• edited October 2020

    Oh beautiful, I should have checked the creationTemplate better before posting, its like theres already something for everything.

    Again I appreciate the help.

    I'll post a video of my game once I get some more art done for it.

  • My pleasure, don't hesitate if you have any other questions!


    I found the useful eventhandler guide which allows you to tie an OrxObject to its parent Struct, which seems to work well and is an easy way to do things. In case anyone wants to do something similar in the future and manages to find this.

    Object creation

     player1.object = orxObject_CreateFromConfig("Player1");
     orxObject_SetUserData(player1.object, &player1);
     player1.controllable = true;

    Then I think its easy enough to watch those animation events as in the other guide:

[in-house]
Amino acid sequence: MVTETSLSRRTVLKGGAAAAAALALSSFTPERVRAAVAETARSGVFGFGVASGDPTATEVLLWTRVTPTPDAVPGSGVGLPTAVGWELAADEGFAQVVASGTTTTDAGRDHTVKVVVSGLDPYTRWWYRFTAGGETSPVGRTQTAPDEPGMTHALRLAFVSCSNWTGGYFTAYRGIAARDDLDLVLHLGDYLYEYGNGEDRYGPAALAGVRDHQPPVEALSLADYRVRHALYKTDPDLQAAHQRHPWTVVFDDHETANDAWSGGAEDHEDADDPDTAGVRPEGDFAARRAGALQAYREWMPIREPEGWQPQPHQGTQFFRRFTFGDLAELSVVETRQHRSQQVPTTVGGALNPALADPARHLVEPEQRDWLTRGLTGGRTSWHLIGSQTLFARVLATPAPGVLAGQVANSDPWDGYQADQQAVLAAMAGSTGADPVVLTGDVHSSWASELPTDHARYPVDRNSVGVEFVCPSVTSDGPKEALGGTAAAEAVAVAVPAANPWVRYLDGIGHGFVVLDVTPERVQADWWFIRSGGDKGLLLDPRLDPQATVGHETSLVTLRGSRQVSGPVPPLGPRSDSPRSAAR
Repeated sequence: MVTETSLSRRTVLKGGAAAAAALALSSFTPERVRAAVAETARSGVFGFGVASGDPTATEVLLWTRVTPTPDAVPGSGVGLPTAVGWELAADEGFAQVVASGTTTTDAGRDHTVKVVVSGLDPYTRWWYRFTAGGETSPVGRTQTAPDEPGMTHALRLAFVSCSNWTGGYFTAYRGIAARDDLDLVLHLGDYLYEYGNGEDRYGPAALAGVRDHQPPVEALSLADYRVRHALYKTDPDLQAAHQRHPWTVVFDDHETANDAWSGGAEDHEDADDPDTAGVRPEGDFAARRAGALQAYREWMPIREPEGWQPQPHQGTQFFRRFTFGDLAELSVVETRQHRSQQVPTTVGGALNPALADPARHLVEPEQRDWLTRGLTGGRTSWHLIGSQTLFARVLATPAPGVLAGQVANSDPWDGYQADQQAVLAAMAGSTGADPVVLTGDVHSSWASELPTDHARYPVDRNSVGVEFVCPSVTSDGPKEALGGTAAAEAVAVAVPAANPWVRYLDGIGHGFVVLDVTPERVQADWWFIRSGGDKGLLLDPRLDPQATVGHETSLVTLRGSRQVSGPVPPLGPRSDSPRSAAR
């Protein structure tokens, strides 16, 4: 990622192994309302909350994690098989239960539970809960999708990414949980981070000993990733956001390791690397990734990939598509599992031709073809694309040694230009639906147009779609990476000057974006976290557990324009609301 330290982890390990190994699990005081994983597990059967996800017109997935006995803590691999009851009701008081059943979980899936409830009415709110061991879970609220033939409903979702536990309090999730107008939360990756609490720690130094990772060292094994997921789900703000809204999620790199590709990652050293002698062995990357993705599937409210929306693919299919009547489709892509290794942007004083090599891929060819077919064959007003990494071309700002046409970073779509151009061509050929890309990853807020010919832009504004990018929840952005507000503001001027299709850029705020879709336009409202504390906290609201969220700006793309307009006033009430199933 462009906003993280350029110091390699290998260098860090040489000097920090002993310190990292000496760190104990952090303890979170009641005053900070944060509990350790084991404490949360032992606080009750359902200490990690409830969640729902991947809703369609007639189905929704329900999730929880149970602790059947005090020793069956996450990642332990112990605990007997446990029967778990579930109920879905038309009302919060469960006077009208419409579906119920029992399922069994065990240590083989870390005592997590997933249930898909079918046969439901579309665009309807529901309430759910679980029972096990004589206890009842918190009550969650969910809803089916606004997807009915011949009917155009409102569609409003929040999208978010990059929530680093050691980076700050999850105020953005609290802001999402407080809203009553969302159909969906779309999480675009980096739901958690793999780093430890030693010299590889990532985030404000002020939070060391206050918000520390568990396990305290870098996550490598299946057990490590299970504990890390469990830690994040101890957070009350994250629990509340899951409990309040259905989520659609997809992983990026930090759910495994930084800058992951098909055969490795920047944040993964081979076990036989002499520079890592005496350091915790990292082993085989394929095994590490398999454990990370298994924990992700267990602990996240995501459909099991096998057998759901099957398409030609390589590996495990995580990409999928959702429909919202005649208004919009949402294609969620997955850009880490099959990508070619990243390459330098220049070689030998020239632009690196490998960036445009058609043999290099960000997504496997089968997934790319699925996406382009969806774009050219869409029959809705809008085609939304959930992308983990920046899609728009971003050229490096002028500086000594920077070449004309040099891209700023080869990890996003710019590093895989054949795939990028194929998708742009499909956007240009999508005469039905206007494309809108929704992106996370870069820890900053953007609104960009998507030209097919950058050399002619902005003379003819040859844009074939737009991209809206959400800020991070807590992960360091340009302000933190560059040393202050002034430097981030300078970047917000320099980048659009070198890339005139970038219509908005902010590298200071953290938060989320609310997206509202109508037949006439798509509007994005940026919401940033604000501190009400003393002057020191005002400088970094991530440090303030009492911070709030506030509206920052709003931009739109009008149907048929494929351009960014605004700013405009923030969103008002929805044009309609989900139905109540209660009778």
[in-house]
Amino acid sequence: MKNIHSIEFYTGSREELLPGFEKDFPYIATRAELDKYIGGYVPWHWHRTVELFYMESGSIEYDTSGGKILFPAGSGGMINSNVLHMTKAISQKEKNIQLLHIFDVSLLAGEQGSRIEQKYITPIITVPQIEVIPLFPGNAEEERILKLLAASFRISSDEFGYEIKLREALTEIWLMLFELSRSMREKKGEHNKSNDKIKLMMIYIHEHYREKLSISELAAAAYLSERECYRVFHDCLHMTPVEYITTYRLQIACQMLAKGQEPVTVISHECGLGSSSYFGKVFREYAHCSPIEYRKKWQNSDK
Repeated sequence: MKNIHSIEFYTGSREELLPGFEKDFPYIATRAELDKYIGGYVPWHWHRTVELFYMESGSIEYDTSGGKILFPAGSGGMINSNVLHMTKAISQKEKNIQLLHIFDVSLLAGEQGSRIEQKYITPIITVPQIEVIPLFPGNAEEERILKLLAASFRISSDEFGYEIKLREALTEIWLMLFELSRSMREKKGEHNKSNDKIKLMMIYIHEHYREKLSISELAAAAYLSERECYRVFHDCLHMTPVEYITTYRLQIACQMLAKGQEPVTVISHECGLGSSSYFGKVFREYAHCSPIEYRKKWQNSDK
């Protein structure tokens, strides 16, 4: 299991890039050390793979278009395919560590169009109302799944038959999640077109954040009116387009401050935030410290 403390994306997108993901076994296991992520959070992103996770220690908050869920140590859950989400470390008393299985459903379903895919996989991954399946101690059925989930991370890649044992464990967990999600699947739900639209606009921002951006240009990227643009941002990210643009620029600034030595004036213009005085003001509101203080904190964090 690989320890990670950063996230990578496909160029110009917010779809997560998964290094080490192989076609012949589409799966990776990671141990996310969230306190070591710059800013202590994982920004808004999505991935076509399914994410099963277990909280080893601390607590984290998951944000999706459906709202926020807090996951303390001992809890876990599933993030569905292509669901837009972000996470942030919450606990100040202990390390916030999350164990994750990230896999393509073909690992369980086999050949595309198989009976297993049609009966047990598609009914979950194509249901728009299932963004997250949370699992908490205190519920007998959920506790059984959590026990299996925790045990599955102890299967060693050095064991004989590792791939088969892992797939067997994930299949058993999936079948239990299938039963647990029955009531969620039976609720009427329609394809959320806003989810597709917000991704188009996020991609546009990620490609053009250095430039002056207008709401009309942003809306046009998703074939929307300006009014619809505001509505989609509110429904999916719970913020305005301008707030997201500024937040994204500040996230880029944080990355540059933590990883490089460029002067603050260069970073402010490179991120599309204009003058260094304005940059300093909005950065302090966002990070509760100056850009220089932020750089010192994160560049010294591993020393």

orxSTATUS orxFASTCALL EventHandler(const orxEVENT *_pstEvent) {
        orxANIM_EVENT_PAYLOAD *pstPayload;
        pstPayload = (orxANIM_EVENT_PAYLOAD *)_pstEvent->pstPayload;
        struct Player* playholder;
        switch(_pstEvent->eID) {
            case orxANIM_EVENT_STOP:
                //Set controllable to false
                playholder = orxObject_GetUserData(orxOBJECT(_pstEvent->hRecipient));
                playholder->controllable = true;
        return orxSTATUS_SUCCESS;

    Then the animation config file of course needs this
    PickupAnim-> = IdleAnim

  • Yes, that's the intent for the UserData parameter.
    That's also what Scroll does (in C++) as well, though the binding is semi-automated and follows inheritance:

  • Thanks. I've been trying to learn C. Its been pretty difficult but rewarding so far, function pointers are a hard thing to wrap my head around.

    Think I've got Orx Timers working well enough:

    > // Timer Event
    void orxFASTCALL SetControllableHandler(const orxCLOCK_INFO *clockInfo, void *_object) {
        struct Player* playerObj = (struct Player*)_object;
        playerObj->controllable = true;
    > // Add 2 second timer with player object struct.
    orxClock_AddGlobalTimer(SetControllableHandler, 2.0, 1, &player1);